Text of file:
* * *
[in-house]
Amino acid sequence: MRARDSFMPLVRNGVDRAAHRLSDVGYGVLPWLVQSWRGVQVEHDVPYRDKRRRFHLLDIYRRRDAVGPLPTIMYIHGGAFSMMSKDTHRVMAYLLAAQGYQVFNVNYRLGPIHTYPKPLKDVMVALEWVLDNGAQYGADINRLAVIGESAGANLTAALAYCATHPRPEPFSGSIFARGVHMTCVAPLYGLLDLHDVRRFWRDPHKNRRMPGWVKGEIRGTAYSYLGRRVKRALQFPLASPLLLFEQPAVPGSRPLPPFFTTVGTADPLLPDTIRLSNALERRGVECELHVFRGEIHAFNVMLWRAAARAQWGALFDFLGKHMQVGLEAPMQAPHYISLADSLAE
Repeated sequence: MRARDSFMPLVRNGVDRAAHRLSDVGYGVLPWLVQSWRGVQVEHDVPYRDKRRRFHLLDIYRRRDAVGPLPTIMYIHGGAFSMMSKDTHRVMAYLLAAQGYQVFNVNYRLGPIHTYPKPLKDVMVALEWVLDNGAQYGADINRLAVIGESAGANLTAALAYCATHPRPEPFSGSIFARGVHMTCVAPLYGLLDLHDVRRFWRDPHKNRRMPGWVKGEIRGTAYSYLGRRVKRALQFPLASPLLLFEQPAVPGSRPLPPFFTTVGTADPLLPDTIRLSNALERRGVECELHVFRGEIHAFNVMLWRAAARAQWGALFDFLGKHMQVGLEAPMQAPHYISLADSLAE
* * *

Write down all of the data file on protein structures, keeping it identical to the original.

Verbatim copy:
[in-house]
Amino acid sequence: MRARDSFMPLVRNGVDRAAHRLSDVGYGVLPWLVQSWRGVQVEHDVPYRDKRRRFHLLDIYRRRDAVGPLPTIMYIHGGAFSMMSKDTHRVMAYLLAAQGYQVFNVNYRLGPIHTYPKPLKDVMVALEWVLDNGAQYGADINRLAVIGESAGANLTAALAYCATHPRPEPFSGSIFARGVHMTCVAPLYGLLDLHDVRRFWRDPHKNRRMPGWVKGEIRGTAYSYLGRRVKRALQFPLASPLLLFEQPAVPGSRPLPPFFTTVGTADPLLPDTIRLSNALERRGVECELHVFRGEIHAFNVMLWRAAARAQWGALFDFLGKHMQVGLEAPMQAPHYISLADSLAE
Repeated sequence: MRARDSFMPLVRNGVDRAAHRLSDVGYGVLPWLVQSWRGVQVEHDVPYRDKRRRFHLLDIYRRRDAVGPLPTIMYIHGGAFSMMSKDTHRVMAYLLAAQGYQVFNVNYRLGPIHTYPKPLKDVMVALEWVLDNGAQYGADINRLAVIGESAGANLTAALAYCATHPRPEPFSGSIFARGVHMTCVAPLYGLLDLHDVRRFWRDPHKNRRMPGWVKGEIRGTAYSYLGRRVKRALQFPLASPLLLFEQPAVPGSRPLPPFFTTVGTADPLLPDTIRLSNALERRGVECELHVFRGEIHAFNVMLWRAAARAQWGALFDFLGKHMQVGLEAPMQAPHYISLADSLAE